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However he was more interested in acting, and in late 1933 appeared in a play, Caprice, at the Repertory Theatre.
In 1934–35 he appeared in a number of productions for Doris Fitton at the Savoy Theatre, some with a young Sumner Locke Elliott.
Finch appeared in a war propaganda film, The Power and the Glory (1941), playing a fifth columnist.
Finch enlisted in the Australian Army on 2 June 1941.
He also worked as a sideshow spruiker at the Sydney Royal Easter Show, in vaudeville with Joe Cody and as a foil to American comedian Bert le Blanc.
He came to the attention of Australian Broadcasting Commission radio drama producer Lawrence H.He is best remembered for his role as "crazed" television anchorman Howard Beale in the film Network, which earned him a posthumous Academy Award for Best Actor, his fifth Best Actor award from the British Academy of Film and Television Arts, and a Best Actor award from the Golden Globes.He was the first of two persons to win a posthumous Academy Award in an acting category, and coincidentally also the first of the two Australian actors to have done so, the other being Heath Ledger.And I think a man sitting under a bo tree and becoming enlightened is a beautiful one." In 1926 he was sent to Australia to live with his great-uncle Edward Herbert Finch at Greenwich Point in Sydney.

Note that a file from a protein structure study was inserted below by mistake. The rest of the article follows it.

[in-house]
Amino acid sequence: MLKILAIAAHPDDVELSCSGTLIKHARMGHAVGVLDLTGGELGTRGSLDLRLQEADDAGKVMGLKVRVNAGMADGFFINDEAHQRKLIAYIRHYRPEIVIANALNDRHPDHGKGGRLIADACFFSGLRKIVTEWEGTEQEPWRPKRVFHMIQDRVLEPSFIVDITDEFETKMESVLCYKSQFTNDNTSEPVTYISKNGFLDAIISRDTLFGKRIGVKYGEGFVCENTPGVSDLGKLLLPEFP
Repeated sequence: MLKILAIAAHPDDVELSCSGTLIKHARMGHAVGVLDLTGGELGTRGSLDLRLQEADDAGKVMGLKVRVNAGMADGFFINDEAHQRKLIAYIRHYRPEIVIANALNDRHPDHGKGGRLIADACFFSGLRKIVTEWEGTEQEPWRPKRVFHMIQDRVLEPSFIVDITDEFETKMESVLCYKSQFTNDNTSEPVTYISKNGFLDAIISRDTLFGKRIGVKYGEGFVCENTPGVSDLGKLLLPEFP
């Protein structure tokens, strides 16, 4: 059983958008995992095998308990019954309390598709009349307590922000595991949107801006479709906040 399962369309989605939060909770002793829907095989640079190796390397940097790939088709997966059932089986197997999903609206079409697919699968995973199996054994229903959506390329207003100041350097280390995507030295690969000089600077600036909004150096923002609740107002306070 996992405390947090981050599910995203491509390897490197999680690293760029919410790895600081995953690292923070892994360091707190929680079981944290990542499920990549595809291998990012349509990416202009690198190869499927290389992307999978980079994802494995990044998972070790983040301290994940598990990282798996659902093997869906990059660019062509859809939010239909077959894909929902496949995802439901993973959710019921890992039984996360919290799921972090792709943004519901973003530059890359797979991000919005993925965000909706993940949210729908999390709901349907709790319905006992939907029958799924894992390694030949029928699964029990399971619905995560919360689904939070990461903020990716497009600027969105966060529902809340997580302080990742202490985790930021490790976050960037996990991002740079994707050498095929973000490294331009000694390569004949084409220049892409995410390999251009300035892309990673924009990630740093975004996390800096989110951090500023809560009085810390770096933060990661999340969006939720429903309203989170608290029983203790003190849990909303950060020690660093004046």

He attended the local school until 1929, then North Sydney Intermediate High School for three years.
He appeared in a number of propaganda shorts, including Another Threshold (1942), These Stars Are Mine (1943), While There is Still Time (1943) and South West Pacific (1943), the latter for Ken G. He also appeared in two of the few Australian feature films made during the war, The Rats of Tobruk (1944) and the less distinguished Red Sky at Morning (1944).